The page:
The hottest decorations this Halloween may turn out to be PVC pipe covered in orange duct tape or painted a garish, spooky purple. From Chicago to Washington state, people are rigging up “candy chutes” to send Twix and Milky Ways into the waiting buckets of trick-or-treaters from a safe distance during the pandemic. They range from simple slides all the way to elaborate feats of puppetry — and they’ll be called into action tomorrow.
“People have certainly gotten creative, and as bizarre as it may look, some of those things are built-in distancing to avoid close contact and direct contact,” says Colleen Nash, a pediatric infectious disease specialist at Rush University Medical Center. “If people are going to trick or treat, it gives some of those creative ways to distribute candy and not have 100 hands in one single candy bowl.”
Candy chutes can cut down on some of the risks of Halloween during a pandemic. But like any event or holiday that encourages people to gather, Halloween isn’t entirely safe when COVID-19 is spreading — which it is everywhere in the country. The virus spreads easily when people are in close quarters, like crowded around a candy bucket.
But there are ways to make the celebrations safer. The Centers for Disease Control and Prevention (CDC) classifies various Halloween activities as low, moderate, or high risk. Carving pumpkins with people you live with, having a Halloween movie night, and setting up a candy scavenger hunt around the house or yard are all low risk, the CDC says. That’s what Shari Rubin, an internal medicine specialist at Houston Methodist Hospital, plans to do with her young kids. “Kind of like an Easter egg hunt, but with candy and candy all over the house,” she says.
Trick-or-treating with goodie bags, so that children don’t approach houses and adults in those houses don’t interact with the kids, is a moderately risky compromise, according to the CDC. Traditional trick-or-treating is high risk, the agency says. The main way the coronavirus could spread during trick-or-treating is by in-person contact. People rarely get sick after touching a surface contaminated with the virus, so the actual candy in a candy bowl should be relatively safe to grab. But someone answering the door at a house and cooing over costumes could transmit the virus to a traveling group of parents and kids, or an infected trick-or-treater could get too close to their friends when they’re making the rounds.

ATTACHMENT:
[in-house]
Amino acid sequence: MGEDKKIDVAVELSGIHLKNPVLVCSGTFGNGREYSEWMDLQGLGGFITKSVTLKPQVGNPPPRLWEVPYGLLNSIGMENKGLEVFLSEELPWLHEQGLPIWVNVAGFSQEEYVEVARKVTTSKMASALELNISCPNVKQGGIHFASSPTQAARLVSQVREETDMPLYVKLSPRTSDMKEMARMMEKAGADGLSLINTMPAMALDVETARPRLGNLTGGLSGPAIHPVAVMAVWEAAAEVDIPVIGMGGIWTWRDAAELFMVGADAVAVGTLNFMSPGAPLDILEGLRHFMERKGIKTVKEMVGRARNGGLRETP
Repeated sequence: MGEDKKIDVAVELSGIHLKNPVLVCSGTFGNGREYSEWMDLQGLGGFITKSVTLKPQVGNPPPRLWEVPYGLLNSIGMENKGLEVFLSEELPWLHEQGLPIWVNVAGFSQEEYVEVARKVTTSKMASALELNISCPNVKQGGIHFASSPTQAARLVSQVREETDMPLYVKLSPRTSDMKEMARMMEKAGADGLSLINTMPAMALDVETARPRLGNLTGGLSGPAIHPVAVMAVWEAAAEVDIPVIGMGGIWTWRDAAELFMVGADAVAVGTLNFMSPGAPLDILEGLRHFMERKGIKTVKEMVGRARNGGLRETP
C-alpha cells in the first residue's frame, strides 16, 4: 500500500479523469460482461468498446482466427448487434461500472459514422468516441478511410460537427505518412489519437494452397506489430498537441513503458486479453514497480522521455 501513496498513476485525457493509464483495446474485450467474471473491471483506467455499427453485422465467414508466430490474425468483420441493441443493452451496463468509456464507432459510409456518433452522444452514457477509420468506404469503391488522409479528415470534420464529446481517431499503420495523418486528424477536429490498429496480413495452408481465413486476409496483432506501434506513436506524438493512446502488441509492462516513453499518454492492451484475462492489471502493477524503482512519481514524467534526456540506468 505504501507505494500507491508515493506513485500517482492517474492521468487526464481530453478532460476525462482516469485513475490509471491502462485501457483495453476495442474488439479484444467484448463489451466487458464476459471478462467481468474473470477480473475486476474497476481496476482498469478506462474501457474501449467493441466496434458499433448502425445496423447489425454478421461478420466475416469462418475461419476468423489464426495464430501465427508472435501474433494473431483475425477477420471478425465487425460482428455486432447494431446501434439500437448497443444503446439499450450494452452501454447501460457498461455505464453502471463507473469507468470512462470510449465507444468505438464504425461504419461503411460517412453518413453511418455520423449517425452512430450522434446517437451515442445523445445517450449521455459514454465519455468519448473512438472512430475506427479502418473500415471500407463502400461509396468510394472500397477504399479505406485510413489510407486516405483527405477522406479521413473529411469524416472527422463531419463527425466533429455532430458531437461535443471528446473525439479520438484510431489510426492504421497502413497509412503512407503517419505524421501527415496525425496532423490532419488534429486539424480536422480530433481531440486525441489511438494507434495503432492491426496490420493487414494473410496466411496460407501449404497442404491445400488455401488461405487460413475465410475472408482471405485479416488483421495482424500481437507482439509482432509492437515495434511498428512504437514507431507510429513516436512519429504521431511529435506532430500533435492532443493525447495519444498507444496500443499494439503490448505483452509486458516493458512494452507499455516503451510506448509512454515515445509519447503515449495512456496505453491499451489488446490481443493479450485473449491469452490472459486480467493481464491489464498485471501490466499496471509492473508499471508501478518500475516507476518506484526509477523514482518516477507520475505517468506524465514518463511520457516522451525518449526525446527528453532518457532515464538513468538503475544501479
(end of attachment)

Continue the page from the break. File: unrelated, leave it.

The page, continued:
While, in theory, trick-or-treating could easily happen outside with plenty of space between groups, and things like candy chutes could keep the people inside houses safer, it’s harder to make sure that happens in practice, Nash says. “There’s so many different scenarios — I’m in the city of Chicago, that’s kind of my barometer, and that’s very difficult to do.”
Still, trick-or-treating is better than indoor haunted houses or large parties. The silver lining of trick-or-treating, Nash says, is that it’s naturally outside. If everyone is wearing masks, keeping their hands clean, and making an effort not to cluster, it’s not the worst possible thing to do, she says. What worries her is if people don’t trick-or-treat, they might have small gatherings indoors with people they don’t live with. Even if those are trusted family or friends, the virus could still spread. “Walking around with a whole bunch of people outside while wearing your mask is not ideal, but it’s certainly more appealing for me,” Nash says.
During the pandemic, there are very few things that are totally risk-free. Halloween isn’t one of them, and trick-or-treating isn’t either. Navigating the holiday is about minimizing risk as much as possible. If COVID-19 cases are spiking in an area, that might mean that even the most cautious door-to-door travels are out of the question. If levels are steady and low, though, staying far away from other trick-or-treaters and collecting candy out the end of a long tube may be an option.
As you make your preparations for a safe Halloween, Nash says it’s important to remember that everyone needs to wear a cloth or surgical mask underneath any costume mask. “The costume mask doesn’t count.”